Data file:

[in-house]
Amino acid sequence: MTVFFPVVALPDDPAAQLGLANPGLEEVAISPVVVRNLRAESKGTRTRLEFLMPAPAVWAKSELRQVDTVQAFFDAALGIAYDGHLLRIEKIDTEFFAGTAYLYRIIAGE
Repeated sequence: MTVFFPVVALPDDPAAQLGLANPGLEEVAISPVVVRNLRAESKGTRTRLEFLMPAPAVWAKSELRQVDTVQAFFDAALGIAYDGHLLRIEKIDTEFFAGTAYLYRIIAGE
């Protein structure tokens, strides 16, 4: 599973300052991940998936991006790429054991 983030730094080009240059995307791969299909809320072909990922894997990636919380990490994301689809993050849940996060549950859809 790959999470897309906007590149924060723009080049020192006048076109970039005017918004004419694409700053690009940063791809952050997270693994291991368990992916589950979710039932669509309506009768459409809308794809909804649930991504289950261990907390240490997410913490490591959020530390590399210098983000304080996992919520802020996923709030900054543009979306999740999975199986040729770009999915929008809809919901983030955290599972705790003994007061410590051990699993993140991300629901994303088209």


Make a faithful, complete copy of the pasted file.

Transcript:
[in-house]
Amino acid sequence: MTVFFPVVALPDDPAAQLGLANPGLEEVAISPVVVRNLRAESKGTRTRLEFLMPAPAVWAKSELRQVDTVQAFFDAALGIAYDGHLLRIEKIDTEFFAGTAYLYRIIAGE
Repeated sequence: MTVFFPVVALPDDPAAQLGLANPGLEEVAISPVVVRNLRAESKGTRTRLEFLMPAPAVWAKSELRQVDTVQAFFDAALGIAYDGHLLRIEKIDTEFFAGTAYLYRIIAGE
């Protein structure tokens, strides 16, 4: 599973300052991940998936991006790429054991 983030730094080009240059995307791969299909809320072909990922894997990636919380990490994301689809993050849940996060549950859809 790959999470897309906007590149924060723009080049020192006048076109970039005017918004004419694409700053690009940063791809952050997270693994291991368990992916589950979710039932669509309506009768459409809308794809909804649930991504289950261990907390240490997410913490490591959020530390590399210098983000304080996992919520802020996923709030900054543009979306999740999975199986040729770009999915929008809809919901983030955290599972705790003994007061410590051990699993993140991300629901994303088209």